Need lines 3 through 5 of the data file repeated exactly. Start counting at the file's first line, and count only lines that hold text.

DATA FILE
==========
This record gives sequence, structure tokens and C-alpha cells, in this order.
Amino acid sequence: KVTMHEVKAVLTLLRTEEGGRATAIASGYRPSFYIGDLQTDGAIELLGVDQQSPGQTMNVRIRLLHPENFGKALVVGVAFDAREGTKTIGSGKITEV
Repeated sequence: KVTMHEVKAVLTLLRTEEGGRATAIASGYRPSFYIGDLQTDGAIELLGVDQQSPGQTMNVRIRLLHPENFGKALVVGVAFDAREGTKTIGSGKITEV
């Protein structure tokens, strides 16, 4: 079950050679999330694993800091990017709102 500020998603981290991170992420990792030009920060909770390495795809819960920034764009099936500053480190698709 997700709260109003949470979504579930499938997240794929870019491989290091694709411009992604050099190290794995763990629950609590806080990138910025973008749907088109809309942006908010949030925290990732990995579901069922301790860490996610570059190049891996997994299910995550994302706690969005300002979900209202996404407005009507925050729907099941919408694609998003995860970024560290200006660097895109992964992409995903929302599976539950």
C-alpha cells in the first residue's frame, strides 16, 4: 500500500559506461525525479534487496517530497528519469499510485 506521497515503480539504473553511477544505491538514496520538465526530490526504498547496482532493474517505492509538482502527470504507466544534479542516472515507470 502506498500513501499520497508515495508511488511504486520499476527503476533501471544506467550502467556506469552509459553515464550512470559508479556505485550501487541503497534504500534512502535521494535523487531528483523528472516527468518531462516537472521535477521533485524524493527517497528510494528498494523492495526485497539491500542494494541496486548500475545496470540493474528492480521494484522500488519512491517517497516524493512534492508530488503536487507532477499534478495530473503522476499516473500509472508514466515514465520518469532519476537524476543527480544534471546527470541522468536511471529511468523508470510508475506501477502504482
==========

Repeated sequence: KVTMHEVKAVLTLLRTEEGGRATAIASGYRPSFYIGDLQTDGAIELLGVDQQSPGQTMNVRIRLLHPENFGKALVVGVAFDAREGTKTIGSGKITEV
């Protein structure tokens, strides 16, 4: 079950050679999330694993800091990017709102 500020998603981290991170992420990792030009920060909770390495795809819960920034764009099936500053480190698709 997700709260109003949470979504579930499938997240794929870019491989290091694709411009992604050099190290794995763990629950609590806080990138910025973008749907088109809309942006908010949030925290990732990995579901069922301790860490996610570059190049891996997994299910995550994302706690969005300002979900209202996404407005009507925050729907099941919408694609998003995860970024560290200006660097895109992964992409995903929302599976539950």
C-alpha cells in the first residue's frame, strides 16, 4: 500500500559506461525525479534487496517530497528519469499510485 506521497515503480539504473553511477544505491538514496520538465526530490526504498547496482532493474517505492509538482502527470504507466544534479542516472515507470 502506498500513501499520497508515495508511488511504486520499476527503476533501471544506467550502467556506469552509459553515464550512470559508479556505485550501487541503497534504500534512502535521494535523487531528483523528472516527468518531462516537472521535477521533485524524493527517497528510494528498494523492495526485497539491500542494494541496486548500475545496470540493474528492480521494484522500488519512491517517497516524493512534492508530488503536487507532477499534478495530473503522476499516473500509472508514466515514465520518469532519476537524476543527480544534471546527470541522468536511471529511468523508470510508475506501477502504482